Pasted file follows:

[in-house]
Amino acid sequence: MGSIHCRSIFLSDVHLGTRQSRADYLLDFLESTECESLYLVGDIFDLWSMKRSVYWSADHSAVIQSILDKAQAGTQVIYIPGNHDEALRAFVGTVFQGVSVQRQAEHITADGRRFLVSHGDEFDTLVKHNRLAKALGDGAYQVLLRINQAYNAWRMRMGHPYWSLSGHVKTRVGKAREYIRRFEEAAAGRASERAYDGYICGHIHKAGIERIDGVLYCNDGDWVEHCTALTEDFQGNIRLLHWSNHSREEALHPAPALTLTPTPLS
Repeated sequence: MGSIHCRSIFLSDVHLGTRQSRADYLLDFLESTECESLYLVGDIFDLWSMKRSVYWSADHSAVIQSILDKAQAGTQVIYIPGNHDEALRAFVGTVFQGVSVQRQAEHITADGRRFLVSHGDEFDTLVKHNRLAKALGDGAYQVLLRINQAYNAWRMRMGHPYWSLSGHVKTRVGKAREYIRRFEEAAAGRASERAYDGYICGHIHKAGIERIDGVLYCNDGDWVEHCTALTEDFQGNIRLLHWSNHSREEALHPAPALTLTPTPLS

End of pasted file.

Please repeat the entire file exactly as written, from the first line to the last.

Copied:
[in-house]
Amino acid sequence: MGSIHCRSIFLSDVHLGTRQSRADYLLDFLESTECESLYLVGDIFDLWSMKRSVYWSADHSAVIQSILDKAQAGTQVIYIPGNHDEALRAFVGTVFQGVSVQRQAEHITADGRRFLVSHGDEFDTLVKHNRLAKALGDGAYQVLLRINQAYNAWRMRMGHPYWSLSGHVKTRVGKAREYIRRFEEAAAGRASERAYDGYICGHIHKAGIERIDGVLYCNDGDWVEHCTALTEDFQGNIRLLHWSNHSREEALHPAPALTLTPTPLS
Repeated sequence: MGSIHCRSIFLSDVHLGTRQSRADYLLDFLESTECESLYLVGDIFDLWSMKRSVYWSADHSAVIQSILDKAQAGTQVIYIPGNHDEALRAFVGTVFQGVSVQRQAEHITADGRRFLVSHGDEFDTLVKHNRLAKALGDGAYQVLLRINQAYNAWRMRMGHPYWSLSGHVKTRVGKAREYIRRFEEAAAGRASERAYDGYICGHIHKAGIERIDGVLYCNDGDWVEHCTALTEDFQGNIRLLHWSNHSREEALHPAPALTLTPTPLS